MassMutual Jr.Space Camp

In each individual heart, including yours, there is a dream. But sometimes, because others say ‘Oh, impossible!’, you may give up the opportunity to realize your dream. Of course, during the process of realizing your dream, you will meet many obstacles and difficulties. The purpose of the MassMutual Jr. Space Camp slogan ‘It is Possible!’ is to encourage you to disregard the difficulties, and to reach out for your dream with courage and perseverance. We are sure the following ‘It is Possible!’ stories will encourage you to pursue your dream!




“Hong Kong people, we can do it!” This is our Wonder Kid, Rex Tso.

Rex is Hong Kong’s first professional boxer, unbeaten in 20 fights (as of Nov 2016) and well-known as Wonder Kid. Rex has worked at many different jobs. Facing the monotony of work and lack of life goals, he finally found his way out after becoming a professional boxer. His victory in his first bout earned him the cheers and applause of every crowd, encouraging him to keep fighting and achieve great success.

With the “It is Possible!” spirit, Rex still pushes himself to the limit and continues to pursue his dream of the world championship.

(Image Credit: MassMutual)


Felix Baumgartner
(Image Credit: William So Facebook)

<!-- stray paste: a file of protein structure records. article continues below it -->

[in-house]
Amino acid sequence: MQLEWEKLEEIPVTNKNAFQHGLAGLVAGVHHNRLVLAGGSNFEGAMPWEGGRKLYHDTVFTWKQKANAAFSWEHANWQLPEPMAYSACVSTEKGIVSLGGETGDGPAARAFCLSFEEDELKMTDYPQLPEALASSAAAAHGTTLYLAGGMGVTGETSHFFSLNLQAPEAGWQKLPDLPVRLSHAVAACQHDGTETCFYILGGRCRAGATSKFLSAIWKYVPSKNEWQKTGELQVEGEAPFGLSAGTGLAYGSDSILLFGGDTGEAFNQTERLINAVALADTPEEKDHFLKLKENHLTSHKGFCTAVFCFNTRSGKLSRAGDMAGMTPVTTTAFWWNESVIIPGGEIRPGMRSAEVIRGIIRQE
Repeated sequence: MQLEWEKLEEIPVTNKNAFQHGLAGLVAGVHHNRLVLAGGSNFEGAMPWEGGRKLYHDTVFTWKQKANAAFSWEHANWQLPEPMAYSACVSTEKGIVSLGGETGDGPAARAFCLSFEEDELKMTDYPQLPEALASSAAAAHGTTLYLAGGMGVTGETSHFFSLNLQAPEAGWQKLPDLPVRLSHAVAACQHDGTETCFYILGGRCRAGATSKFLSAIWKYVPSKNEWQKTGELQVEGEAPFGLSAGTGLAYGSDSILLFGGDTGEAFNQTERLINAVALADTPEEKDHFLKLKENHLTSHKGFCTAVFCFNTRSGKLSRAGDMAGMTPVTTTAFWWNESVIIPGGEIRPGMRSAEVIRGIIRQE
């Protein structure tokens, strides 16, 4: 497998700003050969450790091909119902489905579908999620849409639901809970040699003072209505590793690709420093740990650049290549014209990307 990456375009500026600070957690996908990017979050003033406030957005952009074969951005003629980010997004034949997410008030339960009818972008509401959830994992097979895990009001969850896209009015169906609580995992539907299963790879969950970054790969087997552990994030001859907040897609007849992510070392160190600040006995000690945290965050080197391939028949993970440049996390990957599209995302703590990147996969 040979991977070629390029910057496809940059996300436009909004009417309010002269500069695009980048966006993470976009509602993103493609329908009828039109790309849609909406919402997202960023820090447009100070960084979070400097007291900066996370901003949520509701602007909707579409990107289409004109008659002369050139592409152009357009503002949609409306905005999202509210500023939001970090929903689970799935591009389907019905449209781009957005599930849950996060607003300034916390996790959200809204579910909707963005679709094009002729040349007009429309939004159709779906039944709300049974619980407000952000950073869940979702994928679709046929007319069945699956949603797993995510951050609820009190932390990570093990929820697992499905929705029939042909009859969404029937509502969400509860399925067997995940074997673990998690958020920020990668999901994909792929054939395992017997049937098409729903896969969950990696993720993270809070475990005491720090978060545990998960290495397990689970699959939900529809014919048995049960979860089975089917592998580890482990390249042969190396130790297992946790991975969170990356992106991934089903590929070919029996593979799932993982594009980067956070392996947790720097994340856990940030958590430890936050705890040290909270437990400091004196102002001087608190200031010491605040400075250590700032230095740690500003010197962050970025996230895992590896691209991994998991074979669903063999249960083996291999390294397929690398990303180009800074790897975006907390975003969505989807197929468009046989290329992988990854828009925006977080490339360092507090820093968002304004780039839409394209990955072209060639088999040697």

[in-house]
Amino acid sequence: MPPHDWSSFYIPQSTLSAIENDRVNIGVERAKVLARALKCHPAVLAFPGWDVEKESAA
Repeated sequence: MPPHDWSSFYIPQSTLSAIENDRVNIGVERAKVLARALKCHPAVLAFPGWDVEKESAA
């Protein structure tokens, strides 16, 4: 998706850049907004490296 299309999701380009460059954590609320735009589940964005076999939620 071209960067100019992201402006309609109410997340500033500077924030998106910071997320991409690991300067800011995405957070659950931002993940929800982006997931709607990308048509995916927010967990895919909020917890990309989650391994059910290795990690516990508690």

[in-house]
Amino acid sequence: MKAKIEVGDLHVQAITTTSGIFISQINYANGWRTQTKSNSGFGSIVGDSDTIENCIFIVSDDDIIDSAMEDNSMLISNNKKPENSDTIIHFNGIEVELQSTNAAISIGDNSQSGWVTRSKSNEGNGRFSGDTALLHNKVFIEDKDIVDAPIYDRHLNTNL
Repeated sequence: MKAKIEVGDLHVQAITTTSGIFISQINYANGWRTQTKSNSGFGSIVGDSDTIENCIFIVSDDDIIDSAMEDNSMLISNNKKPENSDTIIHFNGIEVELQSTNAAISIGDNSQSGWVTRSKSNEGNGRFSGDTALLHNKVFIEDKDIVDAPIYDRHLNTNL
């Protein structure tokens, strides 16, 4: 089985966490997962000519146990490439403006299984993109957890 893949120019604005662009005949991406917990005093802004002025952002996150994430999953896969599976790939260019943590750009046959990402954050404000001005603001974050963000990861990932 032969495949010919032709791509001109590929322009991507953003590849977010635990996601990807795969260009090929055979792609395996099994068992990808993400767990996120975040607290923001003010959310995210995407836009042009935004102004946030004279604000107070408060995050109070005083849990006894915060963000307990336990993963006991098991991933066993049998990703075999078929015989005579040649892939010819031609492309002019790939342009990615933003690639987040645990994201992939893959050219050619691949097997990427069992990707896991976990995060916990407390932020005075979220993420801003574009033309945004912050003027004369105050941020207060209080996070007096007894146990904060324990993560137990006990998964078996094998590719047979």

William So Wa-wai

"I thought he would walk slower than all the others, but now, he runs faster than all of them!" said William's mother. And that sums up the miracle life of this Paralympian runner William So.

William So Wa-wai was born with occasional seizures. It took him four years to learn to walk. Despite this, thanks to his perseverance, he has won many medals and broken several world records since he started participating in international competitions at the age of 15. Currently, he holds the world record for the Men's 100m and 200m in the Paralympian Games.

Through his passion for and perseverance in running, he overcame his inborn difficulties. Running for more than ten years, he has filled his life with the "It is Possible!" spirit.





“We want to push mankind’s boundaries out a little further.”